Barnes & Noble reported second-quarter earnings for the period ending October 27 before the bell on Thursday morning. Revenues totaled $1.9 billion on losses of $0.04 a share — down 0.4 percent from a year ago, but slightly better than analyst expectations. Retail sales — consisting of bricks-and-mortar bookstores and BN.com — were $996 million, down three percent from this time last year. B&N’s college bookstores had revenues of $773 million, up 0.4 percent over last year.
The Nook segment — including devices, digital content and accessories — had revenues of $160 million, up 6 percent over last year, and the company said digital content sales (ebooks, apps and newsstand) were up 38 percent over last year. Also, “Nook unit sales doubled over the four-day Black Friday weekend, across all channels, based on information provided by our channel partners on a sell-through basis compared to the similar period last year. The growth was driven by increased promotional activity at channel partners, particularly Walmart and Target.” (The non-statistic echoed Amazon’s announcement earlier this week that Kindle device sales “more than doubled last year’s record” over the holiday weekend, but neither Amazon nor Barnes & Noble released actual device sales numbers. Barnes & Noble’s announcement could also be seen as a jab at Amazon, since Walmart and Target recently announced that they will no longer carry Kindles.)
CEO Lynch: Fast growth in self-publishing
In an investor call following the earnings report, Barnes & Noble CEO William Lynch said “growth in ebooks moderated during the quarter” not just for Barnes & Noble but for publishers as well, and “I’m almost sure for Amazon.” This is normal, he said, and he expects ebook sales to grow again after the holidays when consumers receive new devices. Lynch said the fastest-growing category of digital content was “self-published areas.”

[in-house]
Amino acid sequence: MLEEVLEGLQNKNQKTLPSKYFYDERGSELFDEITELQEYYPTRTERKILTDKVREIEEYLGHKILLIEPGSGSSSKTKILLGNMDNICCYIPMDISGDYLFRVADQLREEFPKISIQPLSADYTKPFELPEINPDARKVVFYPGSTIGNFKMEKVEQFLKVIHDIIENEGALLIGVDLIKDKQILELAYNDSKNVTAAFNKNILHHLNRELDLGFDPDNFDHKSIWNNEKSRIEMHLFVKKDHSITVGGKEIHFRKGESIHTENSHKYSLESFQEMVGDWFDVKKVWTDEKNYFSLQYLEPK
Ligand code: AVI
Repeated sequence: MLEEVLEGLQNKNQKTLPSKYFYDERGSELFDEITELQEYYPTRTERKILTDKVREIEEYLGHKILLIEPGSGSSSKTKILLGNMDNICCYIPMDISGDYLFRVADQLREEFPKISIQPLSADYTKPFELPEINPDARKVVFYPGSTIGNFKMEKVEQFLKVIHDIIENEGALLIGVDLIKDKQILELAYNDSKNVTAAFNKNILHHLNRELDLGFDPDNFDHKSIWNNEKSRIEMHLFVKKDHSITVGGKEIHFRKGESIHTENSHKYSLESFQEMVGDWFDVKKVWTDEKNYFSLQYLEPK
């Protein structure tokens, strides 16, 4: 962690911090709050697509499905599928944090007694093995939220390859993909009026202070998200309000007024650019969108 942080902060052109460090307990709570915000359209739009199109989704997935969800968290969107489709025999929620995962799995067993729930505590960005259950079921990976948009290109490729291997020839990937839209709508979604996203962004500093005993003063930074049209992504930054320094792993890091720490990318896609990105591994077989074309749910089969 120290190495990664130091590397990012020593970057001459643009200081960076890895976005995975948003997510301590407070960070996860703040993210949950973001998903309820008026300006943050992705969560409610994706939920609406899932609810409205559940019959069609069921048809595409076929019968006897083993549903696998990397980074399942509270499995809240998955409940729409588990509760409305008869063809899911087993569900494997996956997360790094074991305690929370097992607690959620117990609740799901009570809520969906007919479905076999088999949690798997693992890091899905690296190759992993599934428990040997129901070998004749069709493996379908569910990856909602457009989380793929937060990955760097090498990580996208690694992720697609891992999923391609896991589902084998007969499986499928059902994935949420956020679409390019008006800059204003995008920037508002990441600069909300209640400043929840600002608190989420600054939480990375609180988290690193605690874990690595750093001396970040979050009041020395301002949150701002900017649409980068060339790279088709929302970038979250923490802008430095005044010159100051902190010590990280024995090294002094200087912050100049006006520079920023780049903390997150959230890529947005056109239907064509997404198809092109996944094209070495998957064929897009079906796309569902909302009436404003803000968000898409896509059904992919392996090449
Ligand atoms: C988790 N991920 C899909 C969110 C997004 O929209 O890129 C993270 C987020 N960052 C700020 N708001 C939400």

In response to a question about Barnes & Noble’s ebook market share, Lynch said, “Unlike the past quarters, we don’t have confirmation that we grew share.” But he said the company “almost certainly” maintained a 25 percent share of ebooks sales. (Amazon’s ebook market share is estimated at 55 to 60 percent, with Apple taking about 10 percent and other retailers splitting the remaining five to ten percent.)
Lynch also commented on discounting of HarperCollins titles following the publisher’s settlement with the Department of Justice in the ebook pricing lawsuit. HarperCollins was the first publisher to negotiate new contracts with retailers, which allow the retailers to discount HarperCollins ebooks. (The other two settling publishers, Hachette and Simon & Schuster, still haven’t negotiated new contracts. Despite the new discounting, HarperCollins has not seen big changes in sales, Lynch said. “That was a big epiphany…There wasn’t much elasticity. If someone wants to buy a John Grisham book [John Grisham is a Random House author, but whatever] in an electronic format, they’re going to pay $11.99 or they’re going to pay $10.99.” Barnes & Noble sees that as good news, because it suggests that readers are more concerned about author brands than about price. But the question is what happens if Amazon deeply discounts the well-known author brands and Barnes & Noble can’t match Amazon prices.
Barnes & Noble and Microsoft recently finalized a partnership to spin off B&N’s Nook and college businesses into a separate company, Nook Media. Microsoft is investing $300 million in Nook Media and will hold a 17.6 percent stake. Barnes & Noble is also expanding its Nook business into the U.K. Lynch acknowledged that Amazon holds “something north of a 90 percent share” of ebook sales in the U.K., but said Barnes & Noble is “in the U.K. for the long haul” and will be “a strong number two there over time.”
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